Jurgen Klopp details the problems that Liverpool have faced this season and why they will emerge stronger for the experience.

ADAM BATE|

JURGEN Klopp looks up and that trademark smile emerges at the merest mention of the corresponding fixture last season. It was July, the final home game of an extended campaign, when Chelsea last visited Anfield. The visitors scored three. Liverpool scored five.

The trophy celebrations followed.

A 30-year wait at an end.

The hope was that Liverpool were just getting started. Klopp had retained a title with Dortmund. This team was at its peak, not past it. There were no signs of complacency. Success had come relatively late to most of the squad. The appetite to sustain it was there.

“Before the season, yes, we knew we were good,” Klopp tells Sky Sports. “That did not mean we were going to win it, but it just increases your responsibility to achieve something.”

Instead, Chelsea return to Anfield on Thursday evening with a different coach and in different circumstances. They are above Liverpool in the table but the more pressing problem for Klopp is that so are four other sides. Everton could overtake them too.

“We are still a good team but a lot of things have happened this season and if you want to win the league in England you have to play a nearly perfect season.

“You can see that now with City. They did not start perfectly but they obviously now are in a mood where it looks like perfection. Results wise, one hundred per cent. Performance wise, not far away. That is the season you have to play to become champions in England.”

It has been far from perfect for Liverpool.

“We started the season pretty well,” Klopp points out. He is right. Three wins out of three before the 7-2 defeat to Aston Villa that looked like an outlier but will now be seen as foreshadowing the troubles to come. At the turn of the year, it was their only defeat.

“We were, for a long time, on top or around the top of the table, scoring goals.”

And then it unravelled.

One defeat at Anfield – Liverpool’s first in almost four years – quickly became two, three, four. The worst run in their own stadium for almost a century. Two months into 2021 and Liverpool have already lost more games than in the previous two years combined.

“The problems that we had, it was always clear that they would become influential if we could not sort it by the players coming back. That is what happened.”

Klopp is referring to the injuries, of course. The defensive crisis that has robbed them of their three specialist centre-backs, the team’s foundation, for much of the season.

When Fabinho and Ben Davies were out recently, Liverpool found themselves without not just the emergency cover at centre-back but the emergency cover for the emergency cover.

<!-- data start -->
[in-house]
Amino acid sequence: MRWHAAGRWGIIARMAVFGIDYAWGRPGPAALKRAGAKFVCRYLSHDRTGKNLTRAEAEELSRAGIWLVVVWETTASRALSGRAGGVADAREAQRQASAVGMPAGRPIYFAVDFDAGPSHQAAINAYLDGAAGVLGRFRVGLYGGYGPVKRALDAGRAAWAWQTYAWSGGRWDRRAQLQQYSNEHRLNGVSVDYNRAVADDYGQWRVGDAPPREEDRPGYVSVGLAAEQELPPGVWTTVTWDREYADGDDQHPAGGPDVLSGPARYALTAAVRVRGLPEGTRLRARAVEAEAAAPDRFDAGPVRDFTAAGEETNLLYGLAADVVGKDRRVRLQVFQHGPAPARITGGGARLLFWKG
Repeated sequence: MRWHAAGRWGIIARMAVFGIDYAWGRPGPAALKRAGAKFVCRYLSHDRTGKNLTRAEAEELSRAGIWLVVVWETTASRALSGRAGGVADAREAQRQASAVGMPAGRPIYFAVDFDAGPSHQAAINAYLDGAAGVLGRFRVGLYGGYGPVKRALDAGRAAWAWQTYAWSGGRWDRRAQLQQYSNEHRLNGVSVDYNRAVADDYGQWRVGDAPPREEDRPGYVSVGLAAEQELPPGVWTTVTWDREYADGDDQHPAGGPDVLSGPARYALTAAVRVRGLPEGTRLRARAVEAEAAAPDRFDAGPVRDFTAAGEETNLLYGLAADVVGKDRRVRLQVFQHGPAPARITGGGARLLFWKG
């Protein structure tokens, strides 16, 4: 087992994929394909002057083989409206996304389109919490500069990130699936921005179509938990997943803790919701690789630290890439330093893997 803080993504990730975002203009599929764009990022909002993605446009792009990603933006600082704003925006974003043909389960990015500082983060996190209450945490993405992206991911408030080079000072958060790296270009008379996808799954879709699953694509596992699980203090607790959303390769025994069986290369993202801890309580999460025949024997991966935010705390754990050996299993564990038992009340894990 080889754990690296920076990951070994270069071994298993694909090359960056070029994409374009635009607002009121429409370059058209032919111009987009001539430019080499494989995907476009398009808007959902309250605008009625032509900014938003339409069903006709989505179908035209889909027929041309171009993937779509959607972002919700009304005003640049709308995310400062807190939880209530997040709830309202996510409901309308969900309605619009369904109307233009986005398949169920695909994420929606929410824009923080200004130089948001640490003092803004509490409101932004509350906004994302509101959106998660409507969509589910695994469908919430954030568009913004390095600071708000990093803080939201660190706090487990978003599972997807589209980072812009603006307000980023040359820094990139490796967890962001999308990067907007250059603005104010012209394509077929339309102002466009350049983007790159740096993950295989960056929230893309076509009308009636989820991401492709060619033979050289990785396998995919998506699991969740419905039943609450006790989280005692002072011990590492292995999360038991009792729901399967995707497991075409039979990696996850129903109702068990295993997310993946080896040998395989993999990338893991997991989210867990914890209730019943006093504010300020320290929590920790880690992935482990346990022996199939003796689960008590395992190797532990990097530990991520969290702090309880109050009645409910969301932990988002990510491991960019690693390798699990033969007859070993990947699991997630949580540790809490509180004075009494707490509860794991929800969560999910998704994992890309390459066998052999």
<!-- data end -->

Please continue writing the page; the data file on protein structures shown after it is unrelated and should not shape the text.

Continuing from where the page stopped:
One week later, Jordan Henderson limped off in the derby.

“Most of the problems are as a result of the injury situation,” says Klopp. “This year we have faced completely new problems. I have never in my life – and I have been doing the job for 20 years – had to change the last line every week.

“I am a much better manager this season than I was before because usually you are not having to think about these things but now I am having to think about them constantly.

“We had a situation on Friday night. We trained all week, or the few days that we had to train, with one specific line-up and then overnight we had to change it completely. That is another big thing to do that is common in football but we have had it plenty of times.

“People might say that is an excuse. I could not care less, to be honest. We do not use it as an excuse but if you ask me the question then it is the explanation for why things changed.”

That explanation can be succinct: Liverpool lost all their defenders and started losing games. But it can also be lengthy and complex. The subtle changes to the team necessitated by the injuries to Virgil van Dijk and the rest have had repercussions all over the pitch.

“We are all detail fanatics and it is very important that the little things work really well because then they become really influential on the bigger picture,” Klopp explains.

“Very often, that means the way you defend. You work on it but you do not change it too much because defending is something where stability is really important. And we have had to change our defence way too often to have any kind of stability, that is the truth.

“We can still defend in a game but the way that we have to adapt is changing the whole balance of the team. That sounds really football-specific but someone who is in it and has done the job would tell you that it is true. That has been a massive challenge.

“Particularly when you are constantly facing top-class teams. It is not just that you are having to adapt to something, it is that the other teams do not have to adapt and can just play on a good day their best football and on another day their second-best football.